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Discussion Starter · #1 ·
I've never see this before, so I bought all 3 boxes of it when I found it at a local shop this past weekend. I know Bulgaria used a lot of imported weapons including an 8mm light machine gun from Czechoslovakia, but was surprised to see that they manufactured their own ammunition for this caliber.

I've always thought of Bulgaria as more of an "AK-47/74" customer and manufacturer for primary small arms.

EDIT - All headstamps are marked "10" at 12 o'clock and "64" at 6 o'clock.


 

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Well there was a time before the 47/74 and the Mauser line and 8mm ammo was kind of the AK of its time in Europe it seemed everyone had a Mauser pattern bolt action and usually in 8mm. Producing ammo is just a simple matter of logistics. It is easier to get ammo from behind the lines to your forces than possible across the lines from somewhere else.
 

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Discussion Starter · #3 ·
Well there was a time before the 47/74 and the Mauser line and 8mm ammo was kind of the AK of its time in Europe it seemed everyone had a Mauser pattern bolt action and usually in 8mm. Producing ammo is just a simple matter of logistics. It is easier to get ammo from behind the lines to your forces than possible across the lines from somewhere else.
I agree with your line of thinking, but this ammo appears to have been produced in 1964, well after Bulgaria was firmly rooted in Communism. By that time the AK weapons systems would have been the primary small arms. Given the prevalence of Mausers in post-WWII Europe and elsewhere, it's possible that they were manufacturing 8mm ammunition primarily for export sales. All speculation of course, but that seems to be at least one plausible possibility.
 

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I agree with your line of thinking, but this ammo appears to have been produced in 1964, well after Bulgaria was firmly rooted in Communism. By that time the AK weapons systems would have been the primary small arms. Given the prevalence of Mausers in post-WWII Europe and elsewhere, it's possible that they were manufacturing 8mm ammunition primarily for export sales. All speculation of course, but that seems to be at least one plausible possibility.
Oh I didn't see the headstamp part. Could possibly be that it worked in their machine guns and they didn't feel like replacing it or they did it specifically for export.
 

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Pretty mild shooting stuff compared to the turkish and ecudorian ammo . I bought a few boxes because it was all they had years ago. Was very accurate out of my cz-24 was really enjoyable to shoot without beating you up but extremely dirty powder . aaron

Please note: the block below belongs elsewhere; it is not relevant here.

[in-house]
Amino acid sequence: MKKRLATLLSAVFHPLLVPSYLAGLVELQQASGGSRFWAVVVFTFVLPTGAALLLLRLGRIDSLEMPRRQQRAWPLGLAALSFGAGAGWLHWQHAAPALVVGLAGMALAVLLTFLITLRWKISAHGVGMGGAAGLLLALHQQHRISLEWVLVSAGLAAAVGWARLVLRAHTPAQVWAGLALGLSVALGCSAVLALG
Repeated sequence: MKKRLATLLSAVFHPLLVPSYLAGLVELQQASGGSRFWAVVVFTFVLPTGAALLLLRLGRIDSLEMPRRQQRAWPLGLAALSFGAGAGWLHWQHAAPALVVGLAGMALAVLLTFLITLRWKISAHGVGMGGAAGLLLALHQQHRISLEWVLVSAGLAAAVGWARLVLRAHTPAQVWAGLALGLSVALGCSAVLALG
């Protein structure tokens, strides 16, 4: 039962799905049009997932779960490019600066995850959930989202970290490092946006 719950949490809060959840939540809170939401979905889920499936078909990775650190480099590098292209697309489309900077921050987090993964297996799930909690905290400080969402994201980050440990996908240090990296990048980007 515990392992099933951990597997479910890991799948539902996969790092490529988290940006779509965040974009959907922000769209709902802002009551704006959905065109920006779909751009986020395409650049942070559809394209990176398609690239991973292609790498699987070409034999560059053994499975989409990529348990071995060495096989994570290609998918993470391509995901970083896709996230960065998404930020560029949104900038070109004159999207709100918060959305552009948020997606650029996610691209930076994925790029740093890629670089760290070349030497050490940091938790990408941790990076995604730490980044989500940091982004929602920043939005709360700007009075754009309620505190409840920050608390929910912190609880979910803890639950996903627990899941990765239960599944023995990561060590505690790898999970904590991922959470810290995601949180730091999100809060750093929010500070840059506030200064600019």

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If not used in Bulgaria, there was a good “export” market in Africa and the Middle East for that cartridge. Bulgaria mfg’d and sold 7.62x51 during the Cold War era without any need for that round domestically.
 

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Discussion Starter · #8 ·
Copper washed, steel cased, corrosive, and usually many duds or hang fires. This ammo was really bad in my experience. Looks great, but doesn't go off with any regularity.
No problem. I purchased it primarily for display since I've never seen it before. I prefer the Turkish 8mm that comes in those 70-round bandoleers, or surplus Romanian when I can get it. It seems like 8mm surplus ammo pricing has gone through the roof, just like the rifles that chamber it. I miss the days of 900-round boxed crates for $70.
 

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Typical Bulgarian Export Labelling...ie, NOT in Cyrillic!
Factory 10 ( Kazanlak) made 7,92 and 7,62x51
For any country with Forex ( ie, US$ or SFr) to pay for it.
A lot of FALs and G3s etc got ruined by the corrosive priming....but in the Mid East and Africa that is Par for the course...neglect and incompetence.

Doc AV
 

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These 7.9 MGs may have been there, but they were in "strategic store" like the ZB39 and the M95/30s etc in 8x56R...ie, not in use, and with plenty of WWII ammo stored as well.
And any ammo for these stored guns would have had Cyrillic markings, not western Roman script.

Definitely Export ammo.
Doc AV
 

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Discussion Starter · #12 ·
These 7.9 MGs may have been there, but they were in "strategic store" like the ZB39 and the M95/30s etc in 8x56R...ie, not in use, and with plenty of WWII ammo stored as well.
And any ammo for these stored guns would have had Cyrillic markings, not western Roman script.

Definitely Export ammo.
Doc AV
Oddly enough, the fact that the boxes aren't in Cyrillic never even occurred to me. Thanks for pointing that out, DocAV! Another oddity for my ammo collection - Bulgarian export 8mm. It's interesting to see what trickles into the gun shops up here.
 
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